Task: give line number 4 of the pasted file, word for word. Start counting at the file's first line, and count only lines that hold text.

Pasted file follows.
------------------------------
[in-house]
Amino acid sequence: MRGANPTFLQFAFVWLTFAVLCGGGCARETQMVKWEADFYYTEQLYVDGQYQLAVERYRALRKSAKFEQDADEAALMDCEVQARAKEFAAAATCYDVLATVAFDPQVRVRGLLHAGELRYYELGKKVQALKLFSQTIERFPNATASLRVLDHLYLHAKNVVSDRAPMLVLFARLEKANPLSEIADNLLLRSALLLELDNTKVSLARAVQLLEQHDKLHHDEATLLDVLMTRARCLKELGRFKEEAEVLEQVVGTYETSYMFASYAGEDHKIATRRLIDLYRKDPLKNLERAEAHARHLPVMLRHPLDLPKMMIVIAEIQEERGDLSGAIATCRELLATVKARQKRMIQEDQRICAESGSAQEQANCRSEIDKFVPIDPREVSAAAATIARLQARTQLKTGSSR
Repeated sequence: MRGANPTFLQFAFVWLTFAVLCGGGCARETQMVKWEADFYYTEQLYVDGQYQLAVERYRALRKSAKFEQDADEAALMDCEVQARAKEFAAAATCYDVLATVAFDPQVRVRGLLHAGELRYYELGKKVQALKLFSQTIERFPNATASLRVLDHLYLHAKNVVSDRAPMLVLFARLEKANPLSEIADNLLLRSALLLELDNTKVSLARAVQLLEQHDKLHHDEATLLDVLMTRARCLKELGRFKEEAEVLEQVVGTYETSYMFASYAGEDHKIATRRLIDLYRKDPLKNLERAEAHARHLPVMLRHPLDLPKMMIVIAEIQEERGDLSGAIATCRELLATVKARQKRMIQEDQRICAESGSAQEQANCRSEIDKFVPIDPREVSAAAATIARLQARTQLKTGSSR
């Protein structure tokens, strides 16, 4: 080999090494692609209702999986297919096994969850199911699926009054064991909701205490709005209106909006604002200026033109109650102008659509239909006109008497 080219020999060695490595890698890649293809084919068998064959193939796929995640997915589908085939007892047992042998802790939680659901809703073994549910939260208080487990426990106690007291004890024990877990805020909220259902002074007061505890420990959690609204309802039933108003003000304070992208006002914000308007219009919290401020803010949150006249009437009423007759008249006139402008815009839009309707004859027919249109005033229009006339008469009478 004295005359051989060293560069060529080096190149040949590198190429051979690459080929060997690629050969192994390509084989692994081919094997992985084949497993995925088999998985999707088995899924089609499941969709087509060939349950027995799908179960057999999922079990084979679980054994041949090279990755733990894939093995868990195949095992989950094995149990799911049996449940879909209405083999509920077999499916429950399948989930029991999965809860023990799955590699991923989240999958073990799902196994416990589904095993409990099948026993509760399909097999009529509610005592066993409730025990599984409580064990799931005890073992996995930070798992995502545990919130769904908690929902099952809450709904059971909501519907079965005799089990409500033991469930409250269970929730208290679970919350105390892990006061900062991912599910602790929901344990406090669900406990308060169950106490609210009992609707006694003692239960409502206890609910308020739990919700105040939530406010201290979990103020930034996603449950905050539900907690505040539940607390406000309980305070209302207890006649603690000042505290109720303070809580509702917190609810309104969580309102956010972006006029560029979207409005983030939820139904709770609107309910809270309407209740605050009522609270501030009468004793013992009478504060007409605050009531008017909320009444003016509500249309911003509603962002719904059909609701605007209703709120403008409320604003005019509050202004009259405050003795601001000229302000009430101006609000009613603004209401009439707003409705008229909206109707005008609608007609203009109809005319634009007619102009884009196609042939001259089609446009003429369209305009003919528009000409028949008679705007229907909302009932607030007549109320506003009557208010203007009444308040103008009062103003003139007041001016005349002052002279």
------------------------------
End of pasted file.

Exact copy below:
């Protein structure tokens, strides 16, 4: 080999090494692609209702999986297919096994969850199911699926009054064991909701205490709005209106909006604002200026033109109650102008659509239909006109008497 080219020999060695490595890698890649293809084919068998064959193939796929995640997915589908085939007892047992042998802790939680659901809703073994549910939260208080487990426990106690007291004890024990877990805020909220259902002074007061505890420990959690609204309802039933108003003000304070992208006002914000308007219009919290401020803010949150006249009437009423007759008249006139402008815009839009309707004859027919249109005033229009006339008469009478 004295005359051989060293560069060529080096190149040949590198190429051979690459080929060997690629050969192994390509084989692994081919094997992985084949497993995925088999998985999707088995899924089609499941969709087509060939349950027995799908179960057999999922079990084979679980054994041949090279990755733990894939093995868990195949095992989950094995149990799911049996449940879909209405083999509920077999499916429950399948989930029991999965809860023990799955590699991923989240999958073990799902196994416990589904095993409990099948026993509760399909097999009529509610005592066993409730025990599984409580064990799931005890073992996995930070798992995502545990919130769904908690929902099952809450709904059971909501519907079965005799089990409500033991469930409250269970929730208290679970919350105390892990006061900062991912599910602790929901344990406090669900406990308060169950106490609210009992609707006694003692239960409502206890609910308020739990919700105040939530406010201290979990103020930034996603449950905050539900907690505040539940607390406000309980305070209302207890006649603690000042505290109720303070809580509702917190609810309104969580309102956010972006006029560029979207409005983030939820139904709770609107309910809270309407209740605050009522609270501030009468004793013992009478504060007409605050009531008017909320009444003016509500249309911003509603962002719904059909609701605007209703709120403008409320604003005019509050202004009259405050003795601001000229302000009430101006609000009613603004209401009439707003409705008229909206109707005008609608007609203009109809005319634009007619102009884009196609042939001259089609446009003429369209305009003919528009000409028949008679705007229907909302009932607030007549109320506003009557208010203007009444308040103008009062103003003139007041001016005349002052002279």